I have never done one of these trips – I don’t need the exposure to other cultures, and I’m too old to want to “rough it”. 😉 But for my young nieces, they were fabulous! They raised all of the money for the trips through working as well as fund-raising, part of which they donated to local aid organizations, the rest they used for these trips. They are young and strong and full of energy and eager to learn about other cultures, and had no issues with the “roughing it” part. Having never traveled out of the country before, this was a way for them to experience doing so on their own, but with the support of an organization…all while helping people in need. They came back just raving about the experience – bumps and all. And there WERE bumps, but they are resourceful girls who never panicked, and were able to figure things out on their own without falling apart…unlike the LW. They also followed the rules and guidance of their host organization…unlike the LW.

          They now feel more prepared to travel on their own, while also feeling good about themselves for having helped others along the way. All in all I call it a win-win. 🙂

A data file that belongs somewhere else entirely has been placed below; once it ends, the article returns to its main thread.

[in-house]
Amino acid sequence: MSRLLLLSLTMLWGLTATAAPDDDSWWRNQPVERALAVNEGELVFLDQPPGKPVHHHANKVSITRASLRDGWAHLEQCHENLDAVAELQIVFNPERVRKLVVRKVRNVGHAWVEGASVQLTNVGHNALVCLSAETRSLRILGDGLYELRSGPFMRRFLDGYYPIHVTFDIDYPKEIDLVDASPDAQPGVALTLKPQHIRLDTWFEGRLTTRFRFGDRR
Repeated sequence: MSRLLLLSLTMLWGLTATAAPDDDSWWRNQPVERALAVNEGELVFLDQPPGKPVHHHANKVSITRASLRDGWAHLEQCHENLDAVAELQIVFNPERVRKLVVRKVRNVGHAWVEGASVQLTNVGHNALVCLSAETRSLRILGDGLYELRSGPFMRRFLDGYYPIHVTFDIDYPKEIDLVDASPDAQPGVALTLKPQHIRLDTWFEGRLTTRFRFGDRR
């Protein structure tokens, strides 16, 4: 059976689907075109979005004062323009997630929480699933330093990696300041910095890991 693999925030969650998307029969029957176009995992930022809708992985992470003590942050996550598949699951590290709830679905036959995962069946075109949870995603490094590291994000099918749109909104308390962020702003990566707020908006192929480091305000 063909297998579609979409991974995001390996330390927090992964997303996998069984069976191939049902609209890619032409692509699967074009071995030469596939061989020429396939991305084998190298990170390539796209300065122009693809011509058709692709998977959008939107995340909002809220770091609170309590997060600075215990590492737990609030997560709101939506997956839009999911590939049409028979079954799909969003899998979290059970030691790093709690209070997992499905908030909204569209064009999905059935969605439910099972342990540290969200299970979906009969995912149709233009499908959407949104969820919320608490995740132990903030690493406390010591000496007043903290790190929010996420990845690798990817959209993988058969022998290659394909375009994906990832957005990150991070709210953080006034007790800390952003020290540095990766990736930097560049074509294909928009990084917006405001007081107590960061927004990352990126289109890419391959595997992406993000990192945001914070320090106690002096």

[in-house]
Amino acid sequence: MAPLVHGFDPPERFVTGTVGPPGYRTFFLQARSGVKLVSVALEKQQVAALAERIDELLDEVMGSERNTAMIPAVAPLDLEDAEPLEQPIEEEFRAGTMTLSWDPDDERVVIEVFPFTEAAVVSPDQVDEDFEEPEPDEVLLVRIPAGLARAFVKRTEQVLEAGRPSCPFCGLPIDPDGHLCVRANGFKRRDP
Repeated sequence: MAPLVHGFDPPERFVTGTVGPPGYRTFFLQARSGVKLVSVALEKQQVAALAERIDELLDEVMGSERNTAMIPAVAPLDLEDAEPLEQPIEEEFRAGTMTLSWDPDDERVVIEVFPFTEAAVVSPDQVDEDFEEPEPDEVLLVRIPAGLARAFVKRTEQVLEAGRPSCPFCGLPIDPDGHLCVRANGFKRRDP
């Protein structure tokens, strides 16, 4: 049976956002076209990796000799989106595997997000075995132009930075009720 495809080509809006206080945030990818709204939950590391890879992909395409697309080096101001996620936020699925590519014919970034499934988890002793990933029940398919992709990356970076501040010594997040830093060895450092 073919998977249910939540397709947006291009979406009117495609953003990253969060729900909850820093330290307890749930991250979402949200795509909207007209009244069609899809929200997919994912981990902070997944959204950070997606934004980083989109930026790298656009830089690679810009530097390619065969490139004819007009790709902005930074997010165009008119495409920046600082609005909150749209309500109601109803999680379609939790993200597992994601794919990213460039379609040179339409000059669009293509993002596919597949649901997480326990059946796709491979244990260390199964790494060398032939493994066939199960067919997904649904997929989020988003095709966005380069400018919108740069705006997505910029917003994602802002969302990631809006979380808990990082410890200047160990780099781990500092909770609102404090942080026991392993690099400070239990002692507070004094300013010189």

Like you, these trips do not appeal to me. But then I have the resources to actually pay for my own foreign vacations without having to volunteer in order to afford it, and I already know how to travel quite well on my own.

      2. When it comes to the “go to developing country X to volunteer” projects, if people really wanted to help, they would just stay home and send a check for whatever the trip would have cost them. Unless you have special expertise (i.e. physician, int’l aid worker, etc.), the people you’re trying to help would almost certainly be able to get more help by hiring that help locally.